Florida Reform School Survivor Roger Kiser: “There Was a Time…”
The White House Boys were abused juvenile inmates at the now-closed North Florida Youth Development Center, that was run by the Florida Department of Juvenile Justice. The ‘school’ closed last year, after running for 111 years, and the surviving White House Boys are now calling for a stop to child abuse.
On the campus was a building called The White House because of its color, where boys were placed in leg irons, beaten, raped, abused and tortured. Guards administered beatings with a three-foot leather and metal strap, and the beatings were often so severe that the boys’ underwear would become embedded into the skin and surgery was required to remove it. Here is a re-enactment video produced by Roger Dean Kiser and others:
This video contains graphic content.
Child advocate and author of The White House Boys: An American Tragedy, Roger Dean Kiser, established an activism/memorial website called thewhitehouseboys.com. Some of the surviving White House Boys traveled to Washington on June 22, to speak and rally in support of a bill to end United States corporal punishment in schools.
The trip did not go well. The speeches got no media coverage. The men are disheartened, and Mr. Kiser states that he is “not sure where to go from here.”
Here are Roger Dean Kiser’s speeches, delivered in Washington on June 21 and 22, 2012, and reprinted with permission.
THERE WAS A TIME WHEN I DID NOT LIKE MY COUNTRY
by Roger Dean Kiser
There was a time when I did not like my country. When I first arrived I was very small and all seem to be fine. There was a warm bed and every morning we kids got a small cardboard box of Corn Flakes with little bugs running out in every direction when you opened the package; but that was okay.
There didn’t seem to be any smiles or laughter in my country and there were certainly were never any hugs; but I was use to that and such things did not seem to be that important to me anyway.
My county was not very big maybe twenty acres or so, or so I thought. I always wondered how we could be at war with someone overseas in 1947 when we didn’t have any war stuff like guns, tanks, bombs and planes, stuff like that.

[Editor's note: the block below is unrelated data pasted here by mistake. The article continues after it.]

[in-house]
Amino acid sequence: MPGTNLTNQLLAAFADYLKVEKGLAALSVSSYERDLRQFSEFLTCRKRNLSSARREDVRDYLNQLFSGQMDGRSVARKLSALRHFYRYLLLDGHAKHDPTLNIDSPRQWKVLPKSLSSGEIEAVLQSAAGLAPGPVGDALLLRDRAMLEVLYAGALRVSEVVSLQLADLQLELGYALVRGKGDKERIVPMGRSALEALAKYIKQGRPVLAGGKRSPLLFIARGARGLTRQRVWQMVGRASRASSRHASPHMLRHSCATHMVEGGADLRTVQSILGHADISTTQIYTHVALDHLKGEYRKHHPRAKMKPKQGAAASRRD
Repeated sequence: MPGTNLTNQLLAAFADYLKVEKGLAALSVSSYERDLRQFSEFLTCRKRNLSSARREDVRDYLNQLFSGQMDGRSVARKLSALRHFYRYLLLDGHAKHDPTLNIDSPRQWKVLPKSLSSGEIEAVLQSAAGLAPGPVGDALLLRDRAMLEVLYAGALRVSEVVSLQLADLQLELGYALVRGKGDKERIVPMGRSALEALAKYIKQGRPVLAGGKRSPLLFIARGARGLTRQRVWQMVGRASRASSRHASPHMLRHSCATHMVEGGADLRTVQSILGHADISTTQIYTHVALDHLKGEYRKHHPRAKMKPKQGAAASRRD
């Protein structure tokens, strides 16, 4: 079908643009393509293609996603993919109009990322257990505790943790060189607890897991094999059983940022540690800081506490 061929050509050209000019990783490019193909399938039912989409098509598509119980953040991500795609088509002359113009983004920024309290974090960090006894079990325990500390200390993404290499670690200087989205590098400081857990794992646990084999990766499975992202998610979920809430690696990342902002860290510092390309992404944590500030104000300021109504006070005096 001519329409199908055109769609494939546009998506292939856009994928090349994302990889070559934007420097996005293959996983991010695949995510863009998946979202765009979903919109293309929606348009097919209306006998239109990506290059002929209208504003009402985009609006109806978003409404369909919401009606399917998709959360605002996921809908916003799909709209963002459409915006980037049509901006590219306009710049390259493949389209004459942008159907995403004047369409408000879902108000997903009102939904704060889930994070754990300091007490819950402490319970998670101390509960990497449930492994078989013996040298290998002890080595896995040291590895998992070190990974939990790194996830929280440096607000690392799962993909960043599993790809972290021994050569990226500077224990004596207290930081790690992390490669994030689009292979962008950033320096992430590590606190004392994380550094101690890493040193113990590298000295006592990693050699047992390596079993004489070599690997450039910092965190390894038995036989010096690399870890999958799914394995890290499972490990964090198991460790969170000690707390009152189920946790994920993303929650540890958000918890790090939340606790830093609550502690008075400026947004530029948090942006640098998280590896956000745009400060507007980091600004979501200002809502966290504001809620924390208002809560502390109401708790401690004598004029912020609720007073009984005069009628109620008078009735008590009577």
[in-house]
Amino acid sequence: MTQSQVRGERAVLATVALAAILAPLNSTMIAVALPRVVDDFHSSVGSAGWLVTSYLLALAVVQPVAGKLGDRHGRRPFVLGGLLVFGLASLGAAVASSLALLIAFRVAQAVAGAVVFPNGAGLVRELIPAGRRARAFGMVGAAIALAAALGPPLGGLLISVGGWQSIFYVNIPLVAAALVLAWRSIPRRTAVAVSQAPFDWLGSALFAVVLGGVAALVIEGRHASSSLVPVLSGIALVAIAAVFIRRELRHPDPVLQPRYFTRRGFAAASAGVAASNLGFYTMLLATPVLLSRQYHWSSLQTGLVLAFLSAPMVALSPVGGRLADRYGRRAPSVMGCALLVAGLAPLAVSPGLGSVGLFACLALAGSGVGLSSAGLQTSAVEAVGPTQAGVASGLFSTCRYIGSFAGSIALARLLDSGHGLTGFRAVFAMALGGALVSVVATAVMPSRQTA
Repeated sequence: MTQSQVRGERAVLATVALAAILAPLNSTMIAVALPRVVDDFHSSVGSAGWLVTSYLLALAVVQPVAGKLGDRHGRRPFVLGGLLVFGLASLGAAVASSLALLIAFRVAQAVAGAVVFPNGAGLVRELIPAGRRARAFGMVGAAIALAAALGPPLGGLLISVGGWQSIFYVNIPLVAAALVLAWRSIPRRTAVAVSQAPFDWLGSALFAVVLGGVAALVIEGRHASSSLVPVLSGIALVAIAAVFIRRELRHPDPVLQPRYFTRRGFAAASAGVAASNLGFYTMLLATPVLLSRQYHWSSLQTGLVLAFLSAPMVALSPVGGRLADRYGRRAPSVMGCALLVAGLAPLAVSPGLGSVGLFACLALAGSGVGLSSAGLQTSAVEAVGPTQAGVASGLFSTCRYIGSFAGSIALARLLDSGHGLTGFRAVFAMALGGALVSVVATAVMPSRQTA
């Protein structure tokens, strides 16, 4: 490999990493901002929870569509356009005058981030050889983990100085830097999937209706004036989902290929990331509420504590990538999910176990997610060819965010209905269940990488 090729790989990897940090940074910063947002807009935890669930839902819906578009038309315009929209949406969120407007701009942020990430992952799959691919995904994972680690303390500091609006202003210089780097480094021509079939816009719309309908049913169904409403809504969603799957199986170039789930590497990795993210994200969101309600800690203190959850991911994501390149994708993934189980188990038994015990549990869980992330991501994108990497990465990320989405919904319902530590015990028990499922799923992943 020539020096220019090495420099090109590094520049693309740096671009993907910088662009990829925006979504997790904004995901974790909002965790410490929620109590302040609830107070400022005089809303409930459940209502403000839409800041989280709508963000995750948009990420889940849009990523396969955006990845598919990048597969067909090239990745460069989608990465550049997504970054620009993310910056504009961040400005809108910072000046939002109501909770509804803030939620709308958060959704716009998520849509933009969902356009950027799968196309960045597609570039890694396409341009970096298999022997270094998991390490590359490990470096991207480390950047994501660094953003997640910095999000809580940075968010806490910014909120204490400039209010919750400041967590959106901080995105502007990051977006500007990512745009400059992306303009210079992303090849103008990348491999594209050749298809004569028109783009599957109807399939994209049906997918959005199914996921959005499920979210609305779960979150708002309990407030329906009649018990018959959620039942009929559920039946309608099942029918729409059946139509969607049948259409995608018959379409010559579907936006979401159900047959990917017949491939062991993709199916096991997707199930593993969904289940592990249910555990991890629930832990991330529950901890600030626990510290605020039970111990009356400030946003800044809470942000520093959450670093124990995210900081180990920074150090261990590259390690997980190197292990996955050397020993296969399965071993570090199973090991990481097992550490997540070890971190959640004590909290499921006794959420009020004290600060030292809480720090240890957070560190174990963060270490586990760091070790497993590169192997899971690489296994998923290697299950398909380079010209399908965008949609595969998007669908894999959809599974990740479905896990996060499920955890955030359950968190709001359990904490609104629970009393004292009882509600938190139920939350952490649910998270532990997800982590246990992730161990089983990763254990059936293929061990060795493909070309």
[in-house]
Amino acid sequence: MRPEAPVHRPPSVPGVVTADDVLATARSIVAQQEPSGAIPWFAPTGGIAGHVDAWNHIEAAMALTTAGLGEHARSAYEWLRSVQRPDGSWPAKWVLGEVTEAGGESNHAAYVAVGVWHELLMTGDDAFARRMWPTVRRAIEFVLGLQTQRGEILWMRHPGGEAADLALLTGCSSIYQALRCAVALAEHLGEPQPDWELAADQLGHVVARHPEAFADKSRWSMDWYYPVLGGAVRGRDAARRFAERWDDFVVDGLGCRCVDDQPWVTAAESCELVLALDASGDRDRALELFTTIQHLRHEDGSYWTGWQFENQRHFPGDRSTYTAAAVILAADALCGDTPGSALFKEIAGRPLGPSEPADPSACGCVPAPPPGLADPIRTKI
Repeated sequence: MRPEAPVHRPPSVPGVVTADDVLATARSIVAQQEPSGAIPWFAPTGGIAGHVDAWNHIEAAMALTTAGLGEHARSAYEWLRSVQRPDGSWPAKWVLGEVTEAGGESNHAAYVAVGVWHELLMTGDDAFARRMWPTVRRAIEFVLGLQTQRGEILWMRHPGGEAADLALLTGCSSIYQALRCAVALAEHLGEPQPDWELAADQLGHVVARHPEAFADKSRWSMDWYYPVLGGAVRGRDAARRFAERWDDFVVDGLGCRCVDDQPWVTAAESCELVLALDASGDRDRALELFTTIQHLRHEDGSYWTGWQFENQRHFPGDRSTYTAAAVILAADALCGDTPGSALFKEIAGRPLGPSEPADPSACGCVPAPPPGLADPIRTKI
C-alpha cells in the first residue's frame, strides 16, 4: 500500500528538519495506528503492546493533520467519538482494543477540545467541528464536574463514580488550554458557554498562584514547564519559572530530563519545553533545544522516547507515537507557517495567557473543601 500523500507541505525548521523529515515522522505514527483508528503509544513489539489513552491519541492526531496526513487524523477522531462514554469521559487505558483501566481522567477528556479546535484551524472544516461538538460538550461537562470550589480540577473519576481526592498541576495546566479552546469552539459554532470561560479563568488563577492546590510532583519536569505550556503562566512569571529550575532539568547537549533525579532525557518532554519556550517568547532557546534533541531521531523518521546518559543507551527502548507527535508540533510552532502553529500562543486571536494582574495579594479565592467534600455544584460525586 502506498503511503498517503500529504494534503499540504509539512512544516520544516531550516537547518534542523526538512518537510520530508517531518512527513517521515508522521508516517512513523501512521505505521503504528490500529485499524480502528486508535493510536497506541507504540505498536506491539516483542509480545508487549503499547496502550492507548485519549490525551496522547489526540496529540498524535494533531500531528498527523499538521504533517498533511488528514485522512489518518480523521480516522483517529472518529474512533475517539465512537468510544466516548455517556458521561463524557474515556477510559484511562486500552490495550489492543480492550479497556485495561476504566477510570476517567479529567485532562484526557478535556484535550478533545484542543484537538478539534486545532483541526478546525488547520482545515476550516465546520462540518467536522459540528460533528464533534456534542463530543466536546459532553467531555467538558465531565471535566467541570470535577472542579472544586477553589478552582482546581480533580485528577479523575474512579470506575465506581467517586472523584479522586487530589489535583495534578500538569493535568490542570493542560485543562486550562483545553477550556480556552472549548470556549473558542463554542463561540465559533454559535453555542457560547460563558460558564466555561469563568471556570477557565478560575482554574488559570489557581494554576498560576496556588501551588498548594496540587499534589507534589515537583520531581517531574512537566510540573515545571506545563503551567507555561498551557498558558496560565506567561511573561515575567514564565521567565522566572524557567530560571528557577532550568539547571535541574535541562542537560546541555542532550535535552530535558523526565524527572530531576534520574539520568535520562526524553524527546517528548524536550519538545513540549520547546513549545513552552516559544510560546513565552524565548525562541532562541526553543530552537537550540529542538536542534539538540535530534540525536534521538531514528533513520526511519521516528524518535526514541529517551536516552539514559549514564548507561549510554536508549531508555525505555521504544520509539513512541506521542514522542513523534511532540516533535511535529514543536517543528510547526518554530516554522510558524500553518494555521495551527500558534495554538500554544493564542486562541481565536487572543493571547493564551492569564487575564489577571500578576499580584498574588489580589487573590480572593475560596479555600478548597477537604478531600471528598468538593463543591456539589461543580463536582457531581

As the weeks passed I began to wonder who those strange people were living outside the six foot chain link fences which surrounded my country. No one on the outside of the fences ever seems to notice me.
By the time I was eight I began to actually hate my country. The yelling, screaming and weekly beatings were something I will remember for many years to come.
Those were my thoughts from the age of three to the age of twelve when I finally started high school and was able to walk outside the gates of the Children’s Home Society Orphanage located in Jacksonville, Florida.
By then I began to realize that those twenty some odd acres were really not my country but only a very small area within my country. However, by then the feelings about my country had already been soured.
It was less than three weeks before a few girls at Landon High School made fun of me and I was too embarrassed to enter the classroom. The next thing I knew I was in the Dean of Boy’s Office and bent over the desk being wacked with a large heavy wooden paddle with holes drilled in the end of it. After that beating I began to try and figure out how to protect myself and at any cost; even if it meant going to jail or even to prison. My entire attitude changed that day and not for the better.
It took many years for me to appreciate the freedoms and the variety of choices that my country was allowing me to have. It took many years for me to appreciate having the right to get a drink of water or use the bathroom without having to ask permission.
The point here is that young children and teens (for years) look at their immediate surroundings, whether it’s their home, a school or an institution, and based on how they are treated by the teachers and other adults entrusted with their care; that will form their opinion(s) of how good or bad their country actually is. I can assure you that there’s a lot more to a beating than the actual beating itself. It is the after effects that make a beating dangerous.